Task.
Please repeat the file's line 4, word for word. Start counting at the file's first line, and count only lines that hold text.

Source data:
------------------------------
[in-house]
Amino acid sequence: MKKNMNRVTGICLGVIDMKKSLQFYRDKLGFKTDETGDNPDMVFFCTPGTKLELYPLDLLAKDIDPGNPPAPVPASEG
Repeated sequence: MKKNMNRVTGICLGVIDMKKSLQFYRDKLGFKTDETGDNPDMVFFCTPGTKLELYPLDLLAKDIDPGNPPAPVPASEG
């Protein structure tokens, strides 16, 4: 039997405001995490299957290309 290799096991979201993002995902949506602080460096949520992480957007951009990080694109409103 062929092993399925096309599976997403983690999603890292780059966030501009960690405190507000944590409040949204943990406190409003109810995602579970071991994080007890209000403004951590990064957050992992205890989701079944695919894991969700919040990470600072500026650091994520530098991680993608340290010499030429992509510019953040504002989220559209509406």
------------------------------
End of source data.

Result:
């Protein structure tokens, strides 16, 4: 039997405001995490299957290309 290799096991979201993002995902949506602080460096949520992480957007951009990080694109409103 062929092993399925096309599976997403983690999603890292780059966030501009960690405190507000944590409040949204943990406190409003109810995602579970071991994080007890209000403004951590990064957050992992205890989701079944695919894991969700919040990470600072500026650091994520530098991680993608340290010499030429992509510019953040504002989220559209509406």